Uveitis is predominantly of infectious origin in a high HIV and TB prevalence setting in rural South Africa

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Abstract

Aims

To determine the burden of disease in a unique sample of patients with uveitis from a rural South African setting.

Methods

Data in this cross-sectional study were collected from patients presenting with uveitis (n=103) at the ophthalmology outpatient department of three hospitals in rural South Africa. Demographic and clinical data were collected, and laboratory analysis of aqueous humour, serological evaluation and routine diagnostics for tuberculosis (TB) were performed.

Results

Sixty-six (64%) participants were HIV infected. Uveitis was predominantly of infectious origin (72%) followed by idiopathic (16%) and autoimmune (12%). Infectious uveitis was attributed to herpes virus (51%), Mycobacterium tuberculosis (24%) and Treponema pallidum (7%) infection. HIV-infected individuals were more likely to have infectious aetiology of uveitis compared with HIV-uninfected individuals (83% vs 51%; p=0.001).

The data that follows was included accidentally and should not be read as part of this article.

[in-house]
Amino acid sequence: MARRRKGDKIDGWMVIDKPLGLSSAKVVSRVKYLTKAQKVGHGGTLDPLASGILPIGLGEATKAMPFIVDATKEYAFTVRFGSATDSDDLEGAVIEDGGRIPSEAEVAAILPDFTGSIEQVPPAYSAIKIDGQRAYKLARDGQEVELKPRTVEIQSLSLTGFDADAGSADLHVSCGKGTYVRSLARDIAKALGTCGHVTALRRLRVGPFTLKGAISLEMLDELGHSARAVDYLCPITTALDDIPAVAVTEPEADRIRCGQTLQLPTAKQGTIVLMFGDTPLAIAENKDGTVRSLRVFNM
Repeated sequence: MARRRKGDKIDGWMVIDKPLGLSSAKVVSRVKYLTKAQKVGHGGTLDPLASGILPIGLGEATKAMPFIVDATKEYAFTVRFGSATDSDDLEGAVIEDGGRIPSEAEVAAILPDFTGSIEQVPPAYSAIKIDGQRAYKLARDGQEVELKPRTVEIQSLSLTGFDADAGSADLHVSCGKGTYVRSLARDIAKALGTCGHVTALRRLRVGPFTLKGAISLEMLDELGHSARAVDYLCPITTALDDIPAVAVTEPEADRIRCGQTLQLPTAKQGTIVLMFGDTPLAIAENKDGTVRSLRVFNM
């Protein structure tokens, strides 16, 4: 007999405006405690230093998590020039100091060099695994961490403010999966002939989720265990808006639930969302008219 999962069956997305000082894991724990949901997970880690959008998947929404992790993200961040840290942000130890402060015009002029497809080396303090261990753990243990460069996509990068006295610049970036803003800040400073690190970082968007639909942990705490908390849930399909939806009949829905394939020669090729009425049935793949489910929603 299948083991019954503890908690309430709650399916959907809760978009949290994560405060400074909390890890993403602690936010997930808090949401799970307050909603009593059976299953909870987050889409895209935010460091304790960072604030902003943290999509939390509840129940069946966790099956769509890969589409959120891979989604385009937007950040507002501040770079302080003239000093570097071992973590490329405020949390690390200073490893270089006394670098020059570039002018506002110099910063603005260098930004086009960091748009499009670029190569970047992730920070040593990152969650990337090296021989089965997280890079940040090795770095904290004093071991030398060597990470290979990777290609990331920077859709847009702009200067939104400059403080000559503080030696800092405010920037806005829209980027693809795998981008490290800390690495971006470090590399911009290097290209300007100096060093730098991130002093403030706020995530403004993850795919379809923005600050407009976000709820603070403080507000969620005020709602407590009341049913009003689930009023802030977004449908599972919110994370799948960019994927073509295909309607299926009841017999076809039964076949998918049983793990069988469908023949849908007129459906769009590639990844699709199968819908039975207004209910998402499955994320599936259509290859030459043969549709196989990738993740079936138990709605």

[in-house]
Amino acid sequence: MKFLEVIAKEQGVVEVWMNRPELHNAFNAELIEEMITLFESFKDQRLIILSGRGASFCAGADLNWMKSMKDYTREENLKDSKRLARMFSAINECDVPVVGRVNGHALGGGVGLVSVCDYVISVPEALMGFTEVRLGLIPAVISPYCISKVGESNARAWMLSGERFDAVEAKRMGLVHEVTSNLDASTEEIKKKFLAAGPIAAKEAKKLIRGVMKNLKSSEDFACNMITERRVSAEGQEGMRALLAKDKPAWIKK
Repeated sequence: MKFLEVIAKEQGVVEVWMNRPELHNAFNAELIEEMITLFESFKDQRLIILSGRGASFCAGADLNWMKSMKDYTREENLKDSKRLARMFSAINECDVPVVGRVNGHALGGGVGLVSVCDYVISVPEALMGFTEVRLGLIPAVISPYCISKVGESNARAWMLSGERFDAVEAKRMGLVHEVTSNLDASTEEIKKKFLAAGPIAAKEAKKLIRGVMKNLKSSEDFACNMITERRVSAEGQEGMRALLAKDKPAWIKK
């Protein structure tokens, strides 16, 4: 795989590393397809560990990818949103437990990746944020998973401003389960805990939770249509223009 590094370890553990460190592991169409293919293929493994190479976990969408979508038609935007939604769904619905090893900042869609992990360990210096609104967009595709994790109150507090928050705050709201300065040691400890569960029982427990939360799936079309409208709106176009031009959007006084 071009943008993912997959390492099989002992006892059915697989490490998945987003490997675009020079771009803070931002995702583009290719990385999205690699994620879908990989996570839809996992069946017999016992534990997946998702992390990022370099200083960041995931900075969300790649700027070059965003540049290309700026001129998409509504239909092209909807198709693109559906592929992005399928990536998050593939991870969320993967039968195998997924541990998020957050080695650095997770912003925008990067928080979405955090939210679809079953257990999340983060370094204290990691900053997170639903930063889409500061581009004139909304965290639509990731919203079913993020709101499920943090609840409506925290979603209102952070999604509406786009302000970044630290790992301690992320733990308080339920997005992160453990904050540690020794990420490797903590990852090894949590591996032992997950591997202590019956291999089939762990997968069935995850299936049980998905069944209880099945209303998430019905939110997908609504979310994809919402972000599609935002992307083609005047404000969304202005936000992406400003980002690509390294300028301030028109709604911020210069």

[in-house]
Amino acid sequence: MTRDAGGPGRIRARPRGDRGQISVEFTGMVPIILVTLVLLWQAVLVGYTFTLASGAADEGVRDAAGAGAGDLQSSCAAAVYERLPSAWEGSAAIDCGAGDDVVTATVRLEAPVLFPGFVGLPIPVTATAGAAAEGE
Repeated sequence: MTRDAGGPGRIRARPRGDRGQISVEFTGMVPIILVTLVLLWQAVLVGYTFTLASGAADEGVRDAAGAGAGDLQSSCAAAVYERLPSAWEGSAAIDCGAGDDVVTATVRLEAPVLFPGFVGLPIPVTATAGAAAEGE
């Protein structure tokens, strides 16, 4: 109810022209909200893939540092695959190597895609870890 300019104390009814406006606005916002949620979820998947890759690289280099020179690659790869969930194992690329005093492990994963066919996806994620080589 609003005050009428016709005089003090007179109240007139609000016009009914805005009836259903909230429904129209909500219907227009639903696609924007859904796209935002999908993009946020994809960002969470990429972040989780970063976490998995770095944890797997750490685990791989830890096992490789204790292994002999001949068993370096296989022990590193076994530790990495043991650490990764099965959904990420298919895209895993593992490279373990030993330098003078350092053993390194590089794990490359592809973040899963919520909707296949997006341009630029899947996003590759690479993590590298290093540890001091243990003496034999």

Conclusions

Microbial aetiology of uveitis is common in areas where HIV and TB are endemic. In these settings, a high index of suspicion for infectious origin of uveitis is warranted.

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